CARA SANTA MARIA: Hi everyone, Cara Santa Maria here. And that’s Seth Mnookin. He’s a lecturer in MIT’s graduate program in science writing and the author of “The Panic Virus: The True Story Behind the Vaccine-Autism Controversy.” I asked Seth to chat with me about why this is still a controversial subject, even though there’s not a shred of legitimate evidence linking vaccines with autism. First, we talked about Andrew Wakefield, author of the infamous 1998 paper published in The Lancet, which described 12 children who showed symptoms of autism sometime after receiving a vaccine to protect against measles, mumps, and rubella infection.

SM: It was an atrocious paper, it was called, almost the minute it was published, the worst paper The Lancet has ever published. And we’ve since learned a lot of things that were wrong that we didn’t even know at the time in 1998, like the fact that Wakefield was receiving research money from a law firm that was working with parents who were interested in suing vaccine manufacturers, like the fact that Wakefield had taken out a patent for an alternative measles vaccine several months before the paper was published. But what I think is kind of interesting is, forget all of that, it’s insane to make population-wide conclusions on a 12-person case series. And you know sometimes if I’m talking to a group of people and this comes up, I’ll count off 12 people and say, ‘and based on that case series I’m going to go ahead and conclude that population is 90 percent female or everyone is over the age of 50,’ or whatever.

CSM: The media played a large role in spreading misinformation about vaccines and autism following the publication of Wakefield’s study. Although The Lancet officially retracted the paper in 2010, the controversy still persists to this day. In fact, just last year, 21.4 percent of respondents in the Thomson-Reuters NPR Health Poll said they believe that vaccines can cause autism. It doesn’t help that well-known figures like Jenny McCarthy continue to spread anti-vaccine rhetoric. There’s even a website called JennyMcCarthyBodyCount.com. It claims that even though she’s not directly responsible for the thousands of preventable illnesses and hundreds of preventable deaths since 2007, if her campaign against vaccination caused even one preventable death, that’s one too many.

SM: Once you introduce misinformation into a society, it then lives on its own. And, it’s, as we’ve seen with vaccines, it’s impossible to unscare someone. Once an idea is planted in your mind, especially about your children, you can’t just then sort of wipe the board clean, ‘oh it turns out that actually ignore everything we were saying.’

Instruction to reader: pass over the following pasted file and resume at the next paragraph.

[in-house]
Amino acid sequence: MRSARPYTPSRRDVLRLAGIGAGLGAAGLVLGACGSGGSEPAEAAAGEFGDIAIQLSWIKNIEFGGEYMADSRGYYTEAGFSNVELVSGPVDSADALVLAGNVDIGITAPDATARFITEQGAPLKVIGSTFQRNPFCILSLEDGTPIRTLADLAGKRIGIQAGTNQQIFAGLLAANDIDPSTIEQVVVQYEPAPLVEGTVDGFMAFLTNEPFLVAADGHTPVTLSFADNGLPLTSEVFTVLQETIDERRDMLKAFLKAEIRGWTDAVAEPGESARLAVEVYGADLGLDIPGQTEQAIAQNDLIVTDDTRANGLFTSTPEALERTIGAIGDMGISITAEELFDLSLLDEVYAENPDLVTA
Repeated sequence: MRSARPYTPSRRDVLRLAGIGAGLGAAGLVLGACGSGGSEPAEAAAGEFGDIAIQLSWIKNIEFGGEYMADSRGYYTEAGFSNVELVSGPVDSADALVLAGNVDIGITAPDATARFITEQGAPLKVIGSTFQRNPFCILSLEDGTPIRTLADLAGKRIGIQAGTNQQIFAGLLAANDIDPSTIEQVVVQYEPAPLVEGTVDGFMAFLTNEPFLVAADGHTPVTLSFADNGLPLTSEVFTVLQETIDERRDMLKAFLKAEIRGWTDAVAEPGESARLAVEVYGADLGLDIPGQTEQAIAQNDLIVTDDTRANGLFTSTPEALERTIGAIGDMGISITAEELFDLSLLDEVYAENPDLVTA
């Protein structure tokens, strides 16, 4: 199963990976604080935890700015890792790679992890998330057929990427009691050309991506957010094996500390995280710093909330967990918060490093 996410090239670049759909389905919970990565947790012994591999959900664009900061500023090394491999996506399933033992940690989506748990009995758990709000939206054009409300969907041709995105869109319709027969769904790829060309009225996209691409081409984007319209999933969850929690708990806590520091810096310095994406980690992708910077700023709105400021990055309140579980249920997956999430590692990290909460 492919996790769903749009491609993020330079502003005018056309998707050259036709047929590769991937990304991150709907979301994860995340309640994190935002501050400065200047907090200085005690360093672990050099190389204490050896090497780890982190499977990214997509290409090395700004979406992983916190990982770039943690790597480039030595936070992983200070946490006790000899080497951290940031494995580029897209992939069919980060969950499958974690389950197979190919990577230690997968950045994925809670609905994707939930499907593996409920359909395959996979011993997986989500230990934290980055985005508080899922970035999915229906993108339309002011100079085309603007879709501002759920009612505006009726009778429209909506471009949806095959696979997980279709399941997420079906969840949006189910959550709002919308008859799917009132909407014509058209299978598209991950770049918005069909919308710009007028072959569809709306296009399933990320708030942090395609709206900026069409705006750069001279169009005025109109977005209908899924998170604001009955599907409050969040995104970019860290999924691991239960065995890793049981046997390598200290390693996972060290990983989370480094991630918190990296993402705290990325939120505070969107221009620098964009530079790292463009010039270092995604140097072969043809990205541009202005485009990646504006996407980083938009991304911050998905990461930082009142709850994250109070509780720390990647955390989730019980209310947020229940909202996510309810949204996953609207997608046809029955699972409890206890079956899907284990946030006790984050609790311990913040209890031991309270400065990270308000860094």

CSM: But we have to learn to wipe the board clean, because there’s no scientific evidence linking vaccines with autism. None. If I left dinner last night and it started to rain, would I avoid that restaurant in the future, fearing that every time I ate there, it would influence the weather? Of course not! Autism symptoms commonly appear in children soon after they’re old enough to get vaccinated. This doesn’t mean they’re connected. And those who refuse to see this may be less likely to vaccinate their own children, putting them at risk of infection. And if their kids don’t get sick, sometimes they see this as proof positive that vaccines aren’t necessary. But what they don’t know is that the reason their kids aren’t getting sick is because all the kids around them are vaccinated. It’s called herd immunity, but it’s only so effective.

SM: I compared it once to like a herd of buffalo, kind of encircling their weakest members to ensure that they don’t get picked off by predators. So when you have enough members of a population protected or who have immunity against a given disease, that disease can’t get a toehold in the community. So you know take measles, which has a 90 percent infection rate, and if you were in a community where there was 95 percent immunity and then you had a traveler from Africa or Europe come over infected with measles, there would be a good chance that you could contain that because it’s going to be hard for measles to spread from person to person because there just aren’t those vectors.

JM: Take a look around. I believe science was wrong yet again. [cheering]

CSM: Do you know someone who still sees a link between vaccines and autism, even though no link exists? Reach out to me on Twitter, Facebook, or leave your comments … on The Huffington Post. Come on, Talk Nerdy To Me!

[END]
via The Huffington Post

The terrors of sleep paralysis

By Ami Angelowicz via TEDEducation (YouTube).

View full lesson: The terrors of sleep paralysis – Ami Angelowicz

Imagine you’re fast asleep and then suddenly awake. You want to move but can’t, as if someone is sitting on your chest. And you can’t even scream! This is sleep paralysis, a creepy but common phenomenon caused by an overlap in REM sleep and waking stages. Ami Angelowicz describes just how pervasive (but harmless) it is and introduces a cast of characters from sleep paralysis around the world.

The Lie Is Out There: Three Types of Alien Encounters

TheLieIsOutThere_20_01
By Ashley Feinberg via gizmodo.com

Nearly everyone who’s looked up at the night sky has asked him or herself at least some form of the very same question: Are we really, truly alone in the universe? The only thing that’s certain is that we definitely don’t want to be. Maybe that explains why we keep seeing UFOs in the sky… and why they’re always one of three types.